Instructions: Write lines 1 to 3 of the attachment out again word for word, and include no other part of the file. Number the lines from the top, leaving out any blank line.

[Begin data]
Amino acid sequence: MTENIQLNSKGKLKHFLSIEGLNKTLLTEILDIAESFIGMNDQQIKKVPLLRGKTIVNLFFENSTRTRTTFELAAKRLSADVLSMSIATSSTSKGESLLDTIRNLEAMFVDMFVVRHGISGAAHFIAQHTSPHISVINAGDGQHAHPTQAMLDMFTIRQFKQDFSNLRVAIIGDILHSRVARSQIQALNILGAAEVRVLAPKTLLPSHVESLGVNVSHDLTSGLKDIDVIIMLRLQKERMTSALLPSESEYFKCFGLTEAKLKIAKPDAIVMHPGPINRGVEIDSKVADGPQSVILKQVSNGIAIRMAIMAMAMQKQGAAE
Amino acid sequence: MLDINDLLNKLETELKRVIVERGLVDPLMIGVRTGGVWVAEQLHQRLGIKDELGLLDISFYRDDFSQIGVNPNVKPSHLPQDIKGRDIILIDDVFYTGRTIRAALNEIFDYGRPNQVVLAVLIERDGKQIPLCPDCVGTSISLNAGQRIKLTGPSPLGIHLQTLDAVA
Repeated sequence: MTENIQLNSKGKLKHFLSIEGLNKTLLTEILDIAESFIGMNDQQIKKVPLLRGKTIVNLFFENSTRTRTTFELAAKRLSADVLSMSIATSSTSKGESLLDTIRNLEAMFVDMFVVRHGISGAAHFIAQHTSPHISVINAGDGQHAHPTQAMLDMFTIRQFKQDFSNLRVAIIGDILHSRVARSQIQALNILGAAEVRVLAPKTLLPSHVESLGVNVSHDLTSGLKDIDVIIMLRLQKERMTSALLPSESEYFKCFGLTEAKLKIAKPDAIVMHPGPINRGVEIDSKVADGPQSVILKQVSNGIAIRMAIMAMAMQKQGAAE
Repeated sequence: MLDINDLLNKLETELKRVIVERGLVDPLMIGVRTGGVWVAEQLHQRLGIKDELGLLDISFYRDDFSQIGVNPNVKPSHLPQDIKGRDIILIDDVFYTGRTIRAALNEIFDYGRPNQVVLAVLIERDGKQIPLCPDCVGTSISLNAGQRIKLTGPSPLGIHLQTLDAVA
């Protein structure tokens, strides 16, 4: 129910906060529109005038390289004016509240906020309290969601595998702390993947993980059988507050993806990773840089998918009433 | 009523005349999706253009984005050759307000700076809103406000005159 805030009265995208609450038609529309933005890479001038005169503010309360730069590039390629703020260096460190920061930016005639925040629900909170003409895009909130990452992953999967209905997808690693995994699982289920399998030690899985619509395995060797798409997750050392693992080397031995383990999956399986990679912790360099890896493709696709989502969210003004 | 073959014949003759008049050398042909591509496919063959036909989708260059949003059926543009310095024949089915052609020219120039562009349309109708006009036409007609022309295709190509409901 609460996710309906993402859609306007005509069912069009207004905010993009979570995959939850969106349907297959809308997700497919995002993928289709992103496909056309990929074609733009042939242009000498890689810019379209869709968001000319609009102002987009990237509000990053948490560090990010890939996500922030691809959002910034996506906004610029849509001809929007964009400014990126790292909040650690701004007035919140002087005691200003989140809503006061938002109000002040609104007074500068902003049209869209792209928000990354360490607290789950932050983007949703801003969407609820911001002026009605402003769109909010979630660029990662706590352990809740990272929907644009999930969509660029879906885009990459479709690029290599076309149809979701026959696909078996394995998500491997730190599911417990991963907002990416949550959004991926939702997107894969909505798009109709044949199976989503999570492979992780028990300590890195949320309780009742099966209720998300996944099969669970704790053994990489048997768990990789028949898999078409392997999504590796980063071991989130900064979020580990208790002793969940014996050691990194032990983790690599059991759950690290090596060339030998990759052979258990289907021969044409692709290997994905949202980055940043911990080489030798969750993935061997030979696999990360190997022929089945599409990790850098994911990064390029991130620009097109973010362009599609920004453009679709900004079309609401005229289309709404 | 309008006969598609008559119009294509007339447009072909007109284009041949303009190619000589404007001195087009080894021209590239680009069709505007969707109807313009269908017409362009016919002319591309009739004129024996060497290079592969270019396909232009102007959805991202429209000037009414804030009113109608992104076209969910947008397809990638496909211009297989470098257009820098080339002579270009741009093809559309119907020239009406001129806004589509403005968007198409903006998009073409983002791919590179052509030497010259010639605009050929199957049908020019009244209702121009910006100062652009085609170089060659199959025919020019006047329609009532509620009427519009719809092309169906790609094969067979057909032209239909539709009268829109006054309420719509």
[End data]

Amino acid sequence: MTENIQLNSKGKLKHFLSIEGLNKTLLTEILDIAESFIGMNDQQIKKVPLLRGKTIVNLFFENSTRTRTTFELAAKRLSADVLSMSIATSSTSKGESLLDTIRNLEAMFVDMFVVRHGISGAAHFIAQHTSPHISVINAGDGQHAHPTQAMLDMFTIRQFKQDFSNLRVAIIGDILHSRVARSQIQALNILGAAEVRVLAPKTLLPSHVESLGVNVSHDLTSGLKDIDVIIMLRLQKERMTSALLPSESEYFKCFGLTEAKLKIAKPDAIVMHPGPINRGVEIDSKVADGPQSVILKQVSNGIAIRMAIMAMAMQKQGAAE
Amino acid sequence: MLDINDLLNKLETELKRVIVERGLVDPLMIGVRTGGVWVAEQLHQRLGIKDELGLLDISFYRDDFSQIGVNPNVKPSHLPQDIKGRDIILIDDVFYTGRTIRAALNEIFDYGRPNQVVLAVLIERDGKQIPLCPDCVGTSISLNAGQRIKLTGPSPLGIHLQTLDAVA
Repeated sequence: MTENIQLNSKGKLKHFLSIEGLNKTLLTEILDIAESFIGMNDQQIKKVPLLRGKTIVNLFFENSTRTRTTFELAAKRLSADVLSMSIATSSTSKGESLLDTIRNLEAMFVDMFVVRHGISGAAHFIAQHTSPHISVINAGDGQHAHPTQAMLDMFTIRQFKQDFSNLRVAIIGDILHSRVARSQIQALNILGAAEVRVLAPKTLLPSHVESLGVNVSHDLTSGLKDIDVIIMLRLQKERMTSALLPSESEYFKCFGLTEAKLKIAKPDAIVMHPGPINRGVEIDSKVADGPQSVILKQVSNGIAIRMAIMAMAMQKQGAAE